The Seattle Community Police Commission (CPC) launched a first-of-its-kind public dashboard today tracking the implementation of the landmark 2017 Accountability Ordinance. The Accountability Ordinance Tracker shows that Seattle’s police contracts are the main reason the law has not been fully implemented.[Read more…]
The Community Police Commission (CPC) is concerned by the growing number of deadly police shootings in which Seattle police officers have failed to carry or deploy less-lethal weapons.[Read more…]
Rev. Harriett Walden, Katherine Seibel, and Douglas Wagoner were unanimously elected to become co-chairs of the Seattle Community Police Commission (CPC) Wednesday.[Read more…]
The Seattle Community Police Commission (CPC) is currently developing a strategic plan that will help guide the future of our organization. We exist to serve our community, so your input is critical to our planning process.
Help us by clicking here and taking a short 10-minute survey.
We appreciate you taking the time to help us solidify our path forward in championing police practices centered in justice and equity.
The Community Police Commission (CPC) will no longer be hosting a planned mayoral candidate debate focused on public safety and police accountability. Former Council President Bruce Harrell has declined our invitation to participate.
The CPC still hopes to find the best ways to educate and facilitate a community dialogue about the critical issues Seattle’s future mayor will face regarding public safety and police accountability. We hope to share those plans with you at a future date.
The Seattle Community Police Commission (CPC) will elect new co-chairs at its next meeting on September 1. This comes after Co-Chairs La Rond Baker and Erin Goodman resigned from their positions. The co-chairs elected will serve the remainder of their term, which ends in January 2022.[Read more…]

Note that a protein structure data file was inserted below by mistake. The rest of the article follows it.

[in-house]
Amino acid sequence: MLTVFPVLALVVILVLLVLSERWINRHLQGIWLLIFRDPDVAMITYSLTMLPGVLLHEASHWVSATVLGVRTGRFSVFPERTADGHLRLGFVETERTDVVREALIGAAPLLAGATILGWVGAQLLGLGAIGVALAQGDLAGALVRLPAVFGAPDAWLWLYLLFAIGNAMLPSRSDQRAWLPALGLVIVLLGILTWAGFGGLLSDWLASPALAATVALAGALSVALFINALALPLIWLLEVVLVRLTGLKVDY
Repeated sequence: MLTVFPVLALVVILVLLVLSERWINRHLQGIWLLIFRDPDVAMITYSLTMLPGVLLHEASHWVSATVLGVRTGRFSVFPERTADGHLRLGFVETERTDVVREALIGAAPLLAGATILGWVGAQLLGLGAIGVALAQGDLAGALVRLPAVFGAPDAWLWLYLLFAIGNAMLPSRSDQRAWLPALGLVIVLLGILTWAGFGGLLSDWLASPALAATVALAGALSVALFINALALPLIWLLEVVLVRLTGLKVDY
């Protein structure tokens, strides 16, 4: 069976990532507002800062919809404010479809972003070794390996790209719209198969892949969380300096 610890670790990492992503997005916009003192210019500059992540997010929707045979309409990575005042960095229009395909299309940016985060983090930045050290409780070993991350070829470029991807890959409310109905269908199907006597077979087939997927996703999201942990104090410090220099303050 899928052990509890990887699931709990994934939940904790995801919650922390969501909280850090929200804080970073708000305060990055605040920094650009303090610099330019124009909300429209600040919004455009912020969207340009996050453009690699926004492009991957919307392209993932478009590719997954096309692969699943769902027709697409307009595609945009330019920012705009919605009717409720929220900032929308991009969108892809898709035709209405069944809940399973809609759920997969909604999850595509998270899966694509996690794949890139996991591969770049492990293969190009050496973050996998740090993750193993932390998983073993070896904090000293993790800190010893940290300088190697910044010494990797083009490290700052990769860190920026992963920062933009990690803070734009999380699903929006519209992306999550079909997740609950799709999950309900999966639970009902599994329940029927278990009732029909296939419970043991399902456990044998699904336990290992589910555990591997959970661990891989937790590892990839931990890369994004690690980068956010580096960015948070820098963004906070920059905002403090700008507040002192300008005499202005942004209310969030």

“The January 6th insurrection in Washington, D.C. was an attack against our democracy fueled by white supremacy. Officers who violated Seattle Police Department policy and Washington, DC law during this attack have no place in policing. We are grateful Chief Diaz has accepted the findings and recommendations of the Office of Police Accountability and fired these two officers.
While this is a step toward accountability, we know SPD must do much more to address extremism within its ranks. Of the 31 police officers from across the nation known to be at the Capitol that day, 6 are Seattle Police officers – more than any other police department in the country. We continue to demand SPD transparently, aggressively, and publicly address extremism in the ranks as the Department of Defense, Houston Police Department, and other law enforcement agencies across the country have begun to do.”
- Brandy Grant, CPC Executive Director
The Center for Policing Equity (CPE) study reiterates problems our community has known and experienced for far too long — the Seattle Police Department’s policies and practices continue to subject our communities of color to more intensive and forceful policing than our white communities.